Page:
CANADA STOCKS-TSX hits 1-week low as golds tumble
*TSX down 130.37 points, or 1.1 pct, at 11,792.67
*Eight of 10 sectors lower; golds fall 3.3 pct (Updates with details, comments)
By Claire Sibonney
TORONTO, Oct 18 (Reuters) - Toronto's main stock index fell more than 1 percent to a one-week low on Tuesday morning as slower-than-expected Chinese economic growth and a warning on France's triple-A sovereign credit rating prompted investors to back away from riskier assets.
Oil and base metal prices were down but gold-mining shares were the hardest hit, off 3.3 percent, as the price of bullion looked set for its biggest one-day fall in two weeks. [GOL/]
Barrick Gold (ABX.TO: Quote) lost 3.2 percent to C$46.70, Goldcorp (G.TO: Quote) fell 3.6 percent to C$46.34, and Silver Wheaton (SLW.TO: Quote) dropped 5.1 percent to C$30.50.
"The whole metal index is hurting," said John Kurgan, senior market strategist at MF Global Canada, noting precious metal prices were under added pressure ahead a closely watched vote by the U.S. futures regulator on commodity market speculation. [ID:nN1E79G201]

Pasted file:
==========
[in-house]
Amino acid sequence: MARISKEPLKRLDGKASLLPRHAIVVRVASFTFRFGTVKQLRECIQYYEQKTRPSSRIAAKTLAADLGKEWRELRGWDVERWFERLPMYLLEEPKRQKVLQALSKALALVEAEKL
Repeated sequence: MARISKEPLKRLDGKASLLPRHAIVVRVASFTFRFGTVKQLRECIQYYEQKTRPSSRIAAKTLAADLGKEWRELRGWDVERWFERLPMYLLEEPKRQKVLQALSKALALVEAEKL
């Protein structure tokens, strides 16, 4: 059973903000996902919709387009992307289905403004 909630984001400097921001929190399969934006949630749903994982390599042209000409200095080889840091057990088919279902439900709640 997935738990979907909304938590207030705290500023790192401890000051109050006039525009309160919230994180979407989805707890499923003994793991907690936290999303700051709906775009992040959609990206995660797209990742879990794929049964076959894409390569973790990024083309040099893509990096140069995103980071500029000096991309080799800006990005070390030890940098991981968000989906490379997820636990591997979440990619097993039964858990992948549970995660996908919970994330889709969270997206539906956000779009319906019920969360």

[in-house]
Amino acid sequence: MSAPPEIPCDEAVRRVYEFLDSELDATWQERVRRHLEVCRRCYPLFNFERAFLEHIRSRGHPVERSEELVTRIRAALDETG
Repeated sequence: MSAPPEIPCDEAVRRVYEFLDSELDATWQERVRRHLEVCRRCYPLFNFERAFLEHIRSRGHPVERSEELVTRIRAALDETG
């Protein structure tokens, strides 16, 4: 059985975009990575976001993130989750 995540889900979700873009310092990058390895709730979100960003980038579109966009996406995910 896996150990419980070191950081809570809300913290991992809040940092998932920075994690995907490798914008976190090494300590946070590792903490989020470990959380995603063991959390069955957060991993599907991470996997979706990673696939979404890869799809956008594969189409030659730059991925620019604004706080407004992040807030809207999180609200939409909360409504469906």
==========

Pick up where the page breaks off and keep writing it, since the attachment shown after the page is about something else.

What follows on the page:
He said traders were talking about the chance that the Commodity Futures Trading Commission might vote to tighten position limits. "If they vote to reduce position limits perhaps some hedge funds would have to liquidate a number of these gold and silver contracts they hold," Kurgan said.
At 10:11 a.m. (1411 GMT), the Toronto Stock Exchange's S&P/TSX composite index .GSPTSE was down 130.37 points, or 1.09 percent, at 11,792.67. Eight of the 10 main index groups were weaker, including energy shares, down 1.3 percent, materials, off 3.2 percent, and financials, 0.5 percent lower.
Investors remained cautious after Moody's said it may slap a negative outlook on France's credit rating in the next three months, and data showed China's annual gross domestic product expanded at its slowest pace since 2009 in the latest quarter. [ID:nN1E79G1VP]
Also hurting confidence, Goldman Sachs (GS.N: Quote) reported a quarterly loss for the second time in its history, hurt by declines in the value of investment securities and customer trading assets. [ID:nN1E79G1UJ]
($1=$1.02 Canadian) (Editing by Peter Galloway)
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